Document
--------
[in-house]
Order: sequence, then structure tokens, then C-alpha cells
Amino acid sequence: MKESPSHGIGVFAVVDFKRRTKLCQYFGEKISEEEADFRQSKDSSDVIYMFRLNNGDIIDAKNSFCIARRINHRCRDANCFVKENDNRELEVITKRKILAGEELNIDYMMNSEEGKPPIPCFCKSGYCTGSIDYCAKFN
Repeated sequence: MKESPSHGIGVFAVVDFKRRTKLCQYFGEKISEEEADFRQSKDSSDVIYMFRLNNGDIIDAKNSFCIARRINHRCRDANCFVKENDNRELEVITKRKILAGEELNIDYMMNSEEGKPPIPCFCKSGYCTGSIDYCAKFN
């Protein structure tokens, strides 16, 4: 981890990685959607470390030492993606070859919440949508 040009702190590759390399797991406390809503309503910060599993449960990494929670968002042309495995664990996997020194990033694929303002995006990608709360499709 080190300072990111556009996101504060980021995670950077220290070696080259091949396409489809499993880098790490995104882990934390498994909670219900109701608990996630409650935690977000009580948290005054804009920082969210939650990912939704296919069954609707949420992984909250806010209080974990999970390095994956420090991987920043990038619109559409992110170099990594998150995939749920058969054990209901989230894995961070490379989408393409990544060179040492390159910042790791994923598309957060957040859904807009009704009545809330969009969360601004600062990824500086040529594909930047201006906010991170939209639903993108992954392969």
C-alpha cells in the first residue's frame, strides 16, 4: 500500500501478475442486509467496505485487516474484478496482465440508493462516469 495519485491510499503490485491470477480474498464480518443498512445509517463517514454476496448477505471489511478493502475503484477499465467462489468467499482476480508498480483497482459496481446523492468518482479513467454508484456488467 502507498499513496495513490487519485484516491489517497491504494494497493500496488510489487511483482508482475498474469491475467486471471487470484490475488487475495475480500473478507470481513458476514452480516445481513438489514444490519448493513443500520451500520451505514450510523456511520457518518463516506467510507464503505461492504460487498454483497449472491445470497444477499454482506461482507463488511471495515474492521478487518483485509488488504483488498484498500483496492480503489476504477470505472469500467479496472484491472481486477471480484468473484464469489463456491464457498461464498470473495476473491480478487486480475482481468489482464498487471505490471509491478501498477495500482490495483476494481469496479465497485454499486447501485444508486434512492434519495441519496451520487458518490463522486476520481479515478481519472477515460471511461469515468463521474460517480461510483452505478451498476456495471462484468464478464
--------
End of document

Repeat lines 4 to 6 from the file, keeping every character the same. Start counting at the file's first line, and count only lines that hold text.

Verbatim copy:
Repeated sequence: MKESPSHGIGVFAVVDFKRRTKLCQYFGEKISEEEADFRQSKDSSDVIYMFRLNNGDIIDAKNSFCIARRINHRCRDANCFVKENDNRELEVITKRKILAGEELNIDYMMNSEEGKPPIPCFCKSGYCTGSIDYCAKFN
């Protein structure tokens, strides 16, 4: 981890990685959607470390030492993606070859919440949508 040009702190590759390399797991406390809503309503910060599993449960990494929670968002042309495995664990996997020194990033694929303002995006990608709360499709 080190300072990111556009996101504060980021995670950077220290070696080259091949396409489809499993880098790490995104882990934390498994909670219900109701608990996630409650935690977000009580948290005054804009920082969210939650990912939704296919069954609707949420992984909250806010209080974990999970390095994956420090991987920043990038619109559409992110170099990594998150995939749920058969054990209901989230894995961070490379989408393409990544060179040492390159910042790791994923598309957060957040859904807009009704009545809330969009969360601004600062990824500086040529594909930047201006906010991170939209639903993108992954392969």
C-alpha cells in the first residue's frame, strides 16, 4: 500500500501478475442486509467496505485487516474484478496482465440508493462516469 495519485491510499503490485491470477480474498464480518443498512445509517463517514454476496448477505471489511478493502475503484477499465467462489468467499482476480508498480483497482459496481446523492468518482479513467454508484456488467 502507498499513496495513490487519485484516491489517497491504494494497493500496488510489487511483482508482475498474469491475467486471471487470484490475488487475495475480500473478507470481513458476514452480516445481513438489514444490519448493513443500520451500520451505514450510523456511520457518518463516506467510507464503505461492504460487498454483497449472491445470497444477499454482506461482507463488511471495515474492521478487518483485509488488504483488498484498500483496492480503489476504477470505472469500467479496472484491472481486477471480484468473484464469489463456491464457498461464498470473495476473491480478487486480475482481468489482464498487471505490471509491478501498477495500482490495483476494481469496479465497485454499486447501485444508486434512492434519495441519496451520487458518490463522486476520481479515478481519472477515460471511461469515468463521474460517480461510483452505478451498476456495471462484468464478464